The following year he accomplished his dream and inaugurated a musical instrument factory in Guadarrama (Madrid), www.arhpa.com.

On November 12, 2018, José Ángel Hevia Velasco was elected president of the Spanish Society of Authors and Publishers (SGAE).


Hevia (Nuba Records, 1991)
Tierra De Nadie (Hispavox, 1998)
Al Otro Lado (Hispavox, 2000)
Étnico Ma Non Troppo (Hispavox, 2003)
Obsessión (EMI, 2007)
Al Son Del Indianu (J. A. Hevia, 2018)


The Spirited Asturian Folk Songs of Felpeyu

Felpeyu – Cerquina (Tierra Discos, 2017)

Cerquina is the latest by Felpeyu, the leading contemporary folk music band from the Asturias region in northern Spain. Felpeyu’s musicians collect traditional folk songs from various sources such as books, manuscripts, ethnographic research and their own field work. These songs are recreated using new arrangements that borrow from contemporary Irish folk music. Felpeyu also writes its own material. Cerquina features traditional songs from Asturias and neighboring Galicia as original material.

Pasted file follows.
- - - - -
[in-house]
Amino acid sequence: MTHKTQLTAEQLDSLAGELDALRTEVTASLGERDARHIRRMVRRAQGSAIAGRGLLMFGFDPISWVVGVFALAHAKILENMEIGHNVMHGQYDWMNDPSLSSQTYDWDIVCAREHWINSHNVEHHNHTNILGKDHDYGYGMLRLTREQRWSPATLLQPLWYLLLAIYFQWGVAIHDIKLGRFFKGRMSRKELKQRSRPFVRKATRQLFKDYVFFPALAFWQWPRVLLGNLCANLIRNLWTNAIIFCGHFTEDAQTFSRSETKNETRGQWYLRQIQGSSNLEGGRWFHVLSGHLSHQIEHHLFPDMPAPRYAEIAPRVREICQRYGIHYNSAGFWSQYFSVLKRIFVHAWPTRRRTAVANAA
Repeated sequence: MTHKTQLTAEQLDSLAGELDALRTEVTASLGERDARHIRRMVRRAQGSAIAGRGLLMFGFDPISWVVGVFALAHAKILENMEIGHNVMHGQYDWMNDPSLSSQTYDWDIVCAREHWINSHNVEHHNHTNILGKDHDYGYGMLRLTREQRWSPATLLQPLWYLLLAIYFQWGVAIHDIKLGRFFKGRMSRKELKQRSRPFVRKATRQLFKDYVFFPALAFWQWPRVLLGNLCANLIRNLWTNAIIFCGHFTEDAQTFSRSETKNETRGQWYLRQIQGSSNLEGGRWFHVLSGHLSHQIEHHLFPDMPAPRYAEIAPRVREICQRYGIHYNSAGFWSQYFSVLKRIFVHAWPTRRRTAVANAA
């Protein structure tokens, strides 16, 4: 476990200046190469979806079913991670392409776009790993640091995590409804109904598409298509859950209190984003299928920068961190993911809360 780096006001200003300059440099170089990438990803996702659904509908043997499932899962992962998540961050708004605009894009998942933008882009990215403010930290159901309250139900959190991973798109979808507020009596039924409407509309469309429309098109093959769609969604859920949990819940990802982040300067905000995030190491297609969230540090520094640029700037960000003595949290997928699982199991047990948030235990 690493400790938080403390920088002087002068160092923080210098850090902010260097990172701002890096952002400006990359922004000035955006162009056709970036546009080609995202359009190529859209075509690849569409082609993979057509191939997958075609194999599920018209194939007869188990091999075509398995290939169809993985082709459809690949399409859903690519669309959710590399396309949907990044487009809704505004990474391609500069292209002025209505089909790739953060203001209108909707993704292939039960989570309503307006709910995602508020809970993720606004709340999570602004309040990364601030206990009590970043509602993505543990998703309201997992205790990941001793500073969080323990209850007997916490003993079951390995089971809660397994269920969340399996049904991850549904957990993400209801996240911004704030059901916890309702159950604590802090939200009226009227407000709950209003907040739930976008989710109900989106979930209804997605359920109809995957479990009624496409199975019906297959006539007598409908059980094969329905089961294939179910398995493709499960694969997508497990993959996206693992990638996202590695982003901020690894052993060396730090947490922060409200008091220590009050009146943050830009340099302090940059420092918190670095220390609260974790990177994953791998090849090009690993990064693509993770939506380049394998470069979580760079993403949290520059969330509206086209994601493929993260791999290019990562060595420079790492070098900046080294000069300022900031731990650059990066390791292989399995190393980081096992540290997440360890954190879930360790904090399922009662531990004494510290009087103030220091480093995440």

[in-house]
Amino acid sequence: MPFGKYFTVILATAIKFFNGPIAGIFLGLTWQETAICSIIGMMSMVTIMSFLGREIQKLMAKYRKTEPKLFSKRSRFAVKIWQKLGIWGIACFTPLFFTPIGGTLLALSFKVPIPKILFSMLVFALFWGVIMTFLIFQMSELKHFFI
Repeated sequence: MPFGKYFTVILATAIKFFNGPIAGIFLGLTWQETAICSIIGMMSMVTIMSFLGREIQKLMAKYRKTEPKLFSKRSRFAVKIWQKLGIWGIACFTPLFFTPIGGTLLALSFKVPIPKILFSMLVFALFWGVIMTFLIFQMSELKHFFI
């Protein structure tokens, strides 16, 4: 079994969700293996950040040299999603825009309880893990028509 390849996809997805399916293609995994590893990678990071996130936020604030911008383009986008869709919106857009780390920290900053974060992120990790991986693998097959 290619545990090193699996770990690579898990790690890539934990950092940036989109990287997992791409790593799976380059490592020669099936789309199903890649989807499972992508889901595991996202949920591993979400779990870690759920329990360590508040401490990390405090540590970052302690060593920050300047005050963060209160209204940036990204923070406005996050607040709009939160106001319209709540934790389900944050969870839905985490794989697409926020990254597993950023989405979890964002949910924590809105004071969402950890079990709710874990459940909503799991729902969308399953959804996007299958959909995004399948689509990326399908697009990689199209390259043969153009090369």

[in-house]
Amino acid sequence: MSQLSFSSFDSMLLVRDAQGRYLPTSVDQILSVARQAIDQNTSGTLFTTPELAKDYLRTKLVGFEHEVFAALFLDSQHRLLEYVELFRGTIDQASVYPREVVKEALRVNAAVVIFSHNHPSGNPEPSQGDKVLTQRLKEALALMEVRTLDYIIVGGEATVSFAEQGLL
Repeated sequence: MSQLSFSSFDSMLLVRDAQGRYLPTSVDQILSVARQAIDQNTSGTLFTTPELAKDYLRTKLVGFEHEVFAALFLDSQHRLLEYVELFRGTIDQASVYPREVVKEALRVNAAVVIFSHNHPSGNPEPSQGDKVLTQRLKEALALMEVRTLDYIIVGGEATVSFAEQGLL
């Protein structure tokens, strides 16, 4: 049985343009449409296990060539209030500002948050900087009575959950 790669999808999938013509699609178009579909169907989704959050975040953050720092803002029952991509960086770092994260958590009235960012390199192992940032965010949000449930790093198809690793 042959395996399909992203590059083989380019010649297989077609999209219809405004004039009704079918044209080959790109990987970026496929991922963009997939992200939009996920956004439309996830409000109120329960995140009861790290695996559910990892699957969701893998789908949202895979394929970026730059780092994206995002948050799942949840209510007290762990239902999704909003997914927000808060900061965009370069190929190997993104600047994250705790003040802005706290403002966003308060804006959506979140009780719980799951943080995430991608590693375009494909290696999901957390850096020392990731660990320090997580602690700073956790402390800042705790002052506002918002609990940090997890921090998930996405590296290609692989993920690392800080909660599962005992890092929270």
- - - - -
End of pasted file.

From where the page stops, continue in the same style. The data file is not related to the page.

The album is split between songs featuring vocals and instrumentals that are based in traditional Asturian dance rhythms: pasucáis (pasacalles), muñeres, saltones, xotes, dances and alboraes
In terms of musical instruments, Felpeyo combines traditional Spanish musical instruments like the bagpipes and guitar with Irish bodhran and Greek bouzouki.

The CD booklet include credits and lyrics in credits and lyrics in Asturian and English. Ruma Barbero, Felpeyu’s percussionist, was also in charge of graphic design.

The lineup on Cerquina includes Ruma Barbero on bodhrán; Luis Senén Fernández on bass, lead and backing vocals and shaker; Elías García on bouzouki, mandolin and fiddle; Diego Pangua on gaitas (bagpipes) and flute; Lisardo Prieto on fiddle; and Moisés Suárez on acoustic guitar, electric guitar, bouzouki and backing vocals. Guests: Xuan Nel Expósito on accordion and Richard Garcia on keyboards.